What are the origins of metallurgy?| Wallid Guergour welding specialist



The origins of metallurgy | Wallid Guergour

Bronze Age, Iron Age... Metal entered the history of mankind a very long time ago. A decisive but discreet entry: at the time, only a few metals were known. Nevertheless, with them, metallurgy began.

What is metallurgy?

Metallurgy is the set of techniques used to extract and process metals from their ore. From its very beginnings, metallurgy has transformed human life. Thanks to it, humanity entered a new era. The stone age is over, and from now on, people will make more sophisticated objects.

So metallurgy is a revolution?

Yes, first of all, this new technique generated important commercial exchanges: the first metallic objects circulated from the East to the West. More importantly, metallurgy is proof that man is capable of changing matter: metal, I remind you, is first and foremost an ore. The blacksmith is, moreover, considered to be a sorcerer. He masters fire, he transforms a simple stone into a sharp blade. He is a highly respected figure who has become a legend. Even today, many people have a name that evokes the blacksmith: Fabre, Lefèvre, Fabbro, Favre, Schmidt, Smith.

Metallurgy Book, Hammer at work, Blog post for Youtube channel of Wallid Guergour

Vulcan or Hephaestus?

Don't worry, it's the same character. Vulcan, in Roman mythology, succeeded Hephaestus and is the god of fire and metals. Son of Zeus and Hera, he is a skilled blacksmith: he makes the thunderbolts of Zeus and the weapons of the gods and heroes. He works in an underground forge where the Cyclops help him. The clatter of their anvils can be heard deep in the Sicilian volcanoes and the fire of their forge glows on the summit of Mount Etna.

When was metal first used?

Probably 10,000 years ago. First, people used native metals. Like gold, copper which they cold hammered to make jewellery, pins, punches, mainly. In short, precious objects. Weapons and tools are still made of stone. As you can see, at that time, metallurgy was in its infancy.
Meteoric iron is a native metal found in meteorites that have fallen on the planet. Nickel-containing iron is highly valued for its hardness In some places, it was the first iron used: in the 3rd and 2nd millennia BC, it was considered a precious metal in the Middle East. .

When does it really start?

Almost 7,000 years ago. It all began in Anatolia, now Turkey, and it seems to have happened by chance: prehistoric man noticed residues of shiny, solid but malleable materials in the ashes of fireplaces. It was obvious to him that copper, lead and tin could be obtained from certain stones heated with wood. These metals are among the first to be extracted from ores. Copper, which is very abundant, is the most important: around 5000 BC the use of molten and cast copper spreads in the Near East and around 3500 BC, almost everywhere in the world.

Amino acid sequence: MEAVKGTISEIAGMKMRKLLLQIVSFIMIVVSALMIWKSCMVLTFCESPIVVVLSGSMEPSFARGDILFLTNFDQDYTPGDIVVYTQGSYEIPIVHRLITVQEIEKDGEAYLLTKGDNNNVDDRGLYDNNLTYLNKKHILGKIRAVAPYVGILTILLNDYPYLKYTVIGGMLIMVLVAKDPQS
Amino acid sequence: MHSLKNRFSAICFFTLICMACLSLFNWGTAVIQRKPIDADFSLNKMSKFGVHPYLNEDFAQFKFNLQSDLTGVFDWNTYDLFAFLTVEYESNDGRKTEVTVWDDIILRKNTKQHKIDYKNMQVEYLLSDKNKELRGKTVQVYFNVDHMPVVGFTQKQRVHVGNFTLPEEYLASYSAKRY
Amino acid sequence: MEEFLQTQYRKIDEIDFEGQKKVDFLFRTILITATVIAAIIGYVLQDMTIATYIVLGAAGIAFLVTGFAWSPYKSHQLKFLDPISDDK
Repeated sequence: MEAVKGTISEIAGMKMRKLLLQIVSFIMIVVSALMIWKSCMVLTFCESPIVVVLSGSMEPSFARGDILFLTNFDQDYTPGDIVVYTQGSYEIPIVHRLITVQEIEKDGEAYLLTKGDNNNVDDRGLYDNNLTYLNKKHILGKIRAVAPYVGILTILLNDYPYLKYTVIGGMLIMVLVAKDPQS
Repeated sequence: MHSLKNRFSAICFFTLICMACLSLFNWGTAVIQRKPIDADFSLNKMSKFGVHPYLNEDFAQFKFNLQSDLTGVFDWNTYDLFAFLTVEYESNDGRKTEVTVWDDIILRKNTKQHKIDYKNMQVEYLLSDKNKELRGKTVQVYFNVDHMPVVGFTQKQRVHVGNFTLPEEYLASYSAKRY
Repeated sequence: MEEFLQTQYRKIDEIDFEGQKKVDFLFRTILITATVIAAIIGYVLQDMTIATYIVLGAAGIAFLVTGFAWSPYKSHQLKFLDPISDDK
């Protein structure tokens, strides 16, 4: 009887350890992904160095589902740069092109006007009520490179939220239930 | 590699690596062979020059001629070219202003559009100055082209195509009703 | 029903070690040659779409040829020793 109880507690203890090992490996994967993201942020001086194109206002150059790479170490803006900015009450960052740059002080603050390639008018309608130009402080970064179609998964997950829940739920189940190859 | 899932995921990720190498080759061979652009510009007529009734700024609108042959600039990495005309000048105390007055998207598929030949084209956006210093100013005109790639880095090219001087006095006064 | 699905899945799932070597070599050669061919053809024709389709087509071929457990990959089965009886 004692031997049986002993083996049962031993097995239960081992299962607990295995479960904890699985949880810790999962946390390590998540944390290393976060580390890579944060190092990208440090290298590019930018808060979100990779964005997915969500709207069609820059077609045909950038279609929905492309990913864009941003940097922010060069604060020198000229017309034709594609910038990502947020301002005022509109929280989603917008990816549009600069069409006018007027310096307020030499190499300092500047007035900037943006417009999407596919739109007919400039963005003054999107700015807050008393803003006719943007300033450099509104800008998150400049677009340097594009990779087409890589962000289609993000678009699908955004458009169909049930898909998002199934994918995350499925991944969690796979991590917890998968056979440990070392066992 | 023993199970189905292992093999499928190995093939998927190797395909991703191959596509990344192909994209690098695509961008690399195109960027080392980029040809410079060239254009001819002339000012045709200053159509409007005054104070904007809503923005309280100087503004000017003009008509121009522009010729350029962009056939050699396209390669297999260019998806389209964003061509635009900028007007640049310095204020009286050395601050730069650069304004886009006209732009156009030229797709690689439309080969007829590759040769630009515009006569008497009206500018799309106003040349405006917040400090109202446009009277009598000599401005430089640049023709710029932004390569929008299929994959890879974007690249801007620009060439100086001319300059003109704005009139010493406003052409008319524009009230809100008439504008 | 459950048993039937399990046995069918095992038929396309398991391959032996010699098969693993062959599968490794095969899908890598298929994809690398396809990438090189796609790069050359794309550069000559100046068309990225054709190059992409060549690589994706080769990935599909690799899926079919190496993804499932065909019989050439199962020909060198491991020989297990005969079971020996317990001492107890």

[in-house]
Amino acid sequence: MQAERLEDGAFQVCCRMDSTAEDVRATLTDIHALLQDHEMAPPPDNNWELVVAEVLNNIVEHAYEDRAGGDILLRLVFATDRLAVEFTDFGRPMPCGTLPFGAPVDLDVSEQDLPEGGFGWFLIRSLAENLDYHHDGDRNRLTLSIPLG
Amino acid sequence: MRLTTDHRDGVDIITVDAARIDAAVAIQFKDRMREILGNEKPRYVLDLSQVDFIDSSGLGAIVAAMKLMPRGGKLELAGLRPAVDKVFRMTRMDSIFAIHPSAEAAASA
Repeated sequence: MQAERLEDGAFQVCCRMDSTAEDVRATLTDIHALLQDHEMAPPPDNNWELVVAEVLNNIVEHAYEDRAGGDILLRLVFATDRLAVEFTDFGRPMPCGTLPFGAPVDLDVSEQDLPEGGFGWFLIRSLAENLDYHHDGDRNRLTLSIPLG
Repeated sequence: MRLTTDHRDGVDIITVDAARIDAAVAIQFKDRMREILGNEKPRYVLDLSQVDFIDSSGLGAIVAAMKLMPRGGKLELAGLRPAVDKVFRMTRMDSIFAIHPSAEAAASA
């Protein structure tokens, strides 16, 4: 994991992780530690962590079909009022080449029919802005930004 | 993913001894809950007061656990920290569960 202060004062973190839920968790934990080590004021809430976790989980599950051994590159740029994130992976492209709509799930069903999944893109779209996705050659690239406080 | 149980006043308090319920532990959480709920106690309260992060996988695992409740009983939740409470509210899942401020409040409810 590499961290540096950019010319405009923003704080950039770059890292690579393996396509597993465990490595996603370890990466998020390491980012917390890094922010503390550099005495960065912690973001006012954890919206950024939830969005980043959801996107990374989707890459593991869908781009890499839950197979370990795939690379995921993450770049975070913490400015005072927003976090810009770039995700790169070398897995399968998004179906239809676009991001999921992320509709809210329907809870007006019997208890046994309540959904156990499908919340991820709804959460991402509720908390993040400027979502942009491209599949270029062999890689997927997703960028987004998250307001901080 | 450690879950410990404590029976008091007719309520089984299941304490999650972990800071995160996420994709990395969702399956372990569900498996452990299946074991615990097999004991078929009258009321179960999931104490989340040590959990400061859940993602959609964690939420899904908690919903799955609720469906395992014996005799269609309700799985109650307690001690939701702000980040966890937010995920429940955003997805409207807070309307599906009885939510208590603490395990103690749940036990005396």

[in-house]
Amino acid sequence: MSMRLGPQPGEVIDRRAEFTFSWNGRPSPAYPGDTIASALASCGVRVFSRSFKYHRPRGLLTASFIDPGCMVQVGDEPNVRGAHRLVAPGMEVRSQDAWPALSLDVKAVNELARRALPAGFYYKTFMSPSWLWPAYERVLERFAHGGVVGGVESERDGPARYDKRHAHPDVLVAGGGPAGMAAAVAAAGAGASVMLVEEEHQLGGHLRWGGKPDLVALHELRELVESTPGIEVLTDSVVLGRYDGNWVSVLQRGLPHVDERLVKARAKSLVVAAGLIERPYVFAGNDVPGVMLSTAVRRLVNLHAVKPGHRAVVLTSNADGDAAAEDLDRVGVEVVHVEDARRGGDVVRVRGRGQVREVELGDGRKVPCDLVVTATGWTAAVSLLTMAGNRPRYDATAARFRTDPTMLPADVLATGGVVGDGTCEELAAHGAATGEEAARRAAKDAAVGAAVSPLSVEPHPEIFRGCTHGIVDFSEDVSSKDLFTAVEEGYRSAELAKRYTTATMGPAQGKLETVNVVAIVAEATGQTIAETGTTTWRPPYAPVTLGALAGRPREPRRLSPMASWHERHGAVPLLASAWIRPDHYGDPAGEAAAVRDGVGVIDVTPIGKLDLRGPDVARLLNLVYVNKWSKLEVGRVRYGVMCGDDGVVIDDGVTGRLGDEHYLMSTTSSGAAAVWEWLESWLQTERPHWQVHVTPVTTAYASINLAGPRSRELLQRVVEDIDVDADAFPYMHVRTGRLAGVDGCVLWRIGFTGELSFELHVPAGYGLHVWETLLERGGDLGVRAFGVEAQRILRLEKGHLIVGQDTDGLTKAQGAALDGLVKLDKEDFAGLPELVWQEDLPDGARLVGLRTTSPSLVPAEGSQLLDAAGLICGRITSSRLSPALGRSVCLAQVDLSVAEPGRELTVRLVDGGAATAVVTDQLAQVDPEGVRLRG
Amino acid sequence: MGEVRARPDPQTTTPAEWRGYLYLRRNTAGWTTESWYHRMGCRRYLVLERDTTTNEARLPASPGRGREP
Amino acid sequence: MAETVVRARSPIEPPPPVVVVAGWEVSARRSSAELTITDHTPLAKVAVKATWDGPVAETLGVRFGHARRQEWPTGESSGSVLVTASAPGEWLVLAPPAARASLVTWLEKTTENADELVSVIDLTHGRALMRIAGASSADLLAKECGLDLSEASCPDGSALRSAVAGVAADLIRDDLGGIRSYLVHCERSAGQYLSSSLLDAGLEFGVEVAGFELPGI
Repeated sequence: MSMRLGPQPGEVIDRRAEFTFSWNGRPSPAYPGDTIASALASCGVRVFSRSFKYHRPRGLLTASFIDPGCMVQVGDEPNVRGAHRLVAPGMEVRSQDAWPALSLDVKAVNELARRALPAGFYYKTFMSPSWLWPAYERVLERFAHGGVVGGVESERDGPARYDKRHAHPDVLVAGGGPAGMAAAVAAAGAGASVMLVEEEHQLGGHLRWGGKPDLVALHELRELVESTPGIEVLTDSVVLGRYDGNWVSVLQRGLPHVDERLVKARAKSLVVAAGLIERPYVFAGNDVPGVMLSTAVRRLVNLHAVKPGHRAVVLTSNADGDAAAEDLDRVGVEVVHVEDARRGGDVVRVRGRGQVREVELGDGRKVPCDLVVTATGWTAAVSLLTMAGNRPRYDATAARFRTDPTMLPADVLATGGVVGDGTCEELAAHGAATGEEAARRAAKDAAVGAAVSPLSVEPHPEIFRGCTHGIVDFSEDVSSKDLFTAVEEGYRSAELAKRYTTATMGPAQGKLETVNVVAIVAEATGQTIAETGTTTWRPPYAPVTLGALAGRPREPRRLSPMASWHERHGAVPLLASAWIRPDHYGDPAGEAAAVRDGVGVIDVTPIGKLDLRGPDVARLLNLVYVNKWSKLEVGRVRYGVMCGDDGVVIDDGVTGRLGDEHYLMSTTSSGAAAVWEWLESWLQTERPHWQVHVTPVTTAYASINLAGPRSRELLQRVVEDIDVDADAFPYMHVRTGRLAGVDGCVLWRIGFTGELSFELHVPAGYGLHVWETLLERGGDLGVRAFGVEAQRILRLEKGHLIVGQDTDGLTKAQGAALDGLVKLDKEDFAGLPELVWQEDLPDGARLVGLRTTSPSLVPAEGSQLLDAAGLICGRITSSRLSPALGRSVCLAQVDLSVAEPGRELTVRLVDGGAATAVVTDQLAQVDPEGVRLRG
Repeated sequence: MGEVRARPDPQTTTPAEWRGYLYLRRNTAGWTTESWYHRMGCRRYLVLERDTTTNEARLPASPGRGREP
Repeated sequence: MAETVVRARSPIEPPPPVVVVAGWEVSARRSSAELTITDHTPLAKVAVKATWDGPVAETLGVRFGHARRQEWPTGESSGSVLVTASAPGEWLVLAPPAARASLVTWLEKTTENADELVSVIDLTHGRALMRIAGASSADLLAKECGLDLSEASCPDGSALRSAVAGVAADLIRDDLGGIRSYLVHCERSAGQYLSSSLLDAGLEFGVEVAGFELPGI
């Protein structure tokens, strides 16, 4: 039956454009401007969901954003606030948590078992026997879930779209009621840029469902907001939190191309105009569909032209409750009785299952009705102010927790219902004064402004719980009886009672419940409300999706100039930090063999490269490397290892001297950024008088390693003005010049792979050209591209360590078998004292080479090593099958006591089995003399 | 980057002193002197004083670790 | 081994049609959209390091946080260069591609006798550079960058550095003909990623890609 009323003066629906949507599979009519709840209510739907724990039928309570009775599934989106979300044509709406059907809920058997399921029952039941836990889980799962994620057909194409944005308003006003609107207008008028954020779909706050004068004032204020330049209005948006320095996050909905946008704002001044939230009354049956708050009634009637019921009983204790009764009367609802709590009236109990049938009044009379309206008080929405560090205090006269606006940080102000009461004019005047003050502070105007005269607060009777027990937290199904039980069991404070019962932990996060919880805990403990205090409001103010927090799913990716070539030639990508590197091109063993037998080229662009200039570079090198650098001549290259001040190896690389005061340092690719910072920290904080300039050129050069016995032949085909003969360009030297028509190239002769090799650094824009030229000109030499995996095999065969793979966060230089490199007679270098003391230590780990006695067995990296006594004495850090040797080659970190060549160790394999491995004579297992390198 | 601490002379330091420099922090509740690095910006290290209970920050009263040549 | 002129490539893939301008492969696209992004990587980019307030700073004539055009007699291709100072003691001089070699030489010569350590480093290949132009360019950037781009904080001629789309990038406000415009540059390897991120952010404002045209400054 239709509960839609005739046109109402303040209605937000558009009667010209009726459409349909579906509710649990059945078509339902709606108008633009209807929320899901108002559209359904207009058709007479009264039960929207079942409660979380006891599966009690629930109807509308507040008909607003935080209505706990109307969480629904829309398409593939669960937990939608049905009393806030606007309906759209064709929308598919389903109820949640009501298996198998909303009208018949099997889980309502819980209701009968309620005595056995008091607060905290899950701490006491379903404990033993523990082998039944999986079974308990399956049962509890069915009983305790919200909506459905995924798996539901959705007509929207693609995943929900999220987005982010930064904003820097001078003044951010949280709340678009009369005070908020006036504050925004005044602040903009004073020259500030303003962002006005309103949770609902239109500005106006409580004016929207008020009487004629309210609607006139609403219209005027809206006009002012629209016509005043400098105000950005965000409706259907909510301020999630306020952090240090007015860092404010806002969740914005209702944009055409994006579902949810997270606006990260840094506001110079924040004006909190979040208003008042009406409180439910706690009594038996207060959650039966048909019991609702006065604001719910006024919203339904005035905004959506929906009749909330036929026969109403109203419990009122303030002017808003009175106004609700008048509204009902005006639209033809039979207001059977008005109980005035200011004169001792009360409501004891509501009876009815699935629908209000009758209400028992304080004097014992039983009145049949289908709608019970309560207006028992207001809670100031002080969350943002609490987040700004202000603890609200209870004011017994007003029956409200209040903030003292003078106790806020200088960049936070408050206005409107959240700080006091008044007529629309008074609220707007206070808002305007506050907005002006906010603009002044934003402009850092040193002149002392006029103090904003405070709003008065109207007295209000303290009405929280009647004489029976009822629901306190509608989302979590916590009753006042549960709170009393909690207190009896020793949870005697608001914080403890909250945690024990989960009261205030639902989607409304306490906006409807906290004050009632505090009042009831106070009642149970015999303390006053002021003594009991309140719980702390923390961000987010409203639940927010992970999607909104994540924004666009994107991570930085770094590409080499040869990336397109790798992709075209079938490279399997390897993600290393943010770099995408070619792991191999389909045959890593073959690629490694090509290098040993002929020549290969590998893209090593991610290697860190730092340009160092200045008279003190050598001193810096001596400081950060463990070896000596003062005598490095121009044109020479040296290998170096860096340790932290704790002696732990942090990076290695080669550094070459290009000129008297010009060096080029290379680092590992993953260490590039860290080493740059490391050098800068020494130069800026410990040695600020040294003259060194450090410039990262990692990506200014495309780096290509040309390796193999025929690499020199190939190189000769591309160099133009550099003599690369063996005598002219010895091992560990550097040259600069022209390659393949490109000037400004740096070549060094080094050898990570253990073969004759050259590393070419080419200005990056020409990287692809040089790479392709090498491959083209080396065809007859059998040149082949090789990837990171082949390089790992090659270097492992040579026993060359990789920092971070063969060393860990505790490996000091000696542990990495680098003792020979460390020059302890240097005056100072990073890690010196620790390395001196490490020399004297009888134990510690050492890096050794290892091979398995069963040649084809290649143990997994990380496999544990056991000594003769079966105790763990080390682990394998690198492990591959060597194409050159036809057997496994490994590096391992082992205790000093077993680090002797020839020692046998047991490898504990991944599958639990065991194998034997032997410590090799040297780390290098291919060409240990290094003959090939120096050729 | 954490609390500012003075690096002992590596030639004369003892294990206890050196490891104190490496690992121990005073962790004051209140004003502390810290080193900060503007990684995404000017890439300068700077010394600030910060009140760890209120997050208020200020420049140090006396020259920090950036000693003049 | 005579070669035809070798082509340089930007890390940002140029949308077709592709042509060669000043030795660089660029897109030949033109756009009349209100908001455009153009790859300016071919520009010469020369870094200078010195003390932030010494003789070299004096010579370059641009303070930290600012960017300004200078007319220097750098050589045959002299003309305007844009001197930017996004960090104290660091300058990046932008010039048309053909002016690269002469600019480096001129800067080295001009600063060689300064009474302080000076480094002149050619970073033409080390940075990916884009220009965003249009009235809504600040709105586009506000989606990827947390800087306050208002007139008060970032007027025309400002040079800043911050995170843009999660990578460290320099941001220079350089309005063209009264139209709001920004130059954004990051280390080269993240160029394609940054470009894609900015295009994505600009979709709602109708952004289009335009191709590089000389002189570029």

When did the Bronze Age begin?

Around 3500 BC in Mesopotamia (now Iran). Once again, bronze was invented by chance, by melting together copper and tin ores. This was a great discovery: this newcomer was stronger and less brittle than copper. A little later, bronze was obtained by mixing the metals themselves. In Western Europe, the Bronze Age began in the 2nd millennium BC. Alpine metallurgy developed from then on.

Metallurgy Book, Origins, Blog post for Youtube channel of Wallid Guergour

What about the Iron Age?

Around 1500BC, the Hittites of Anatolia were the first to smelt iron. Three centuries later, the iron industry spreads in and around the Near East. This is the time when people become sedentary, when agriculture begins, when new tools are needed. In Europe, the Iron Age begins in the 1st millennium BC. Between the 4th and 2nd centuries BC, iron metallurgy, or siderurgy, was in full swing. It was to dominate for many centuries to come.
The Iron Age is divided into two periods. The first, which begins around 800 BC, is called Hallstatt, after an archaeological site in Austria. The second, which begins around 450BC, is called La Tène, an archaeological site on the shore of Lake Neuchâtel in Switzerland.

Bronze Age, Iron Age.

In our time scale, these two periods follow each other, as archaeological excavations show. However, in other parts of the world, it seems that iron was known before bronze. This is why the term 'Metal Age' is increasingly being adopted. In addition, it has the advantage of encompassing the earlier copper period, which historians have called the 'Chalcolithic'.

How long does the Iron Age last?

According to some experts, it is not over yet. And it's true: the steel industry is one of the most important industries in the world today, as you will see in the following articles. Until the 19th century, iron reigned supreme: it was the only common metal known at the time. Of course, the others were still used: lead, copper, gold and silver never left the scene. Nor did bronze or brass. In any case, metal is becoming more and more useful in many areas. In construction, tools, weapons, ornaments and ornaments.

Metallurgy Book, Construction, Blog post for Youtube channel of Wallid Guergour

What next?

Thanks to electricity, new techniques were invented. They made it possible to exploit new metals. Aluminum, for example, is also a common and widespread metal. However, as you can see, it has not replaced iron. No, each has its own uses. In fact, the needs of industrial society are such that there is room for all metals. Better still, scientists have discovered new ones, such as uranium and plutonium. Today, metals are no longer mined on a local scale. There are sometimes thousands of kilometres between the place where the ores are found and the place where the metals are transformed into objects.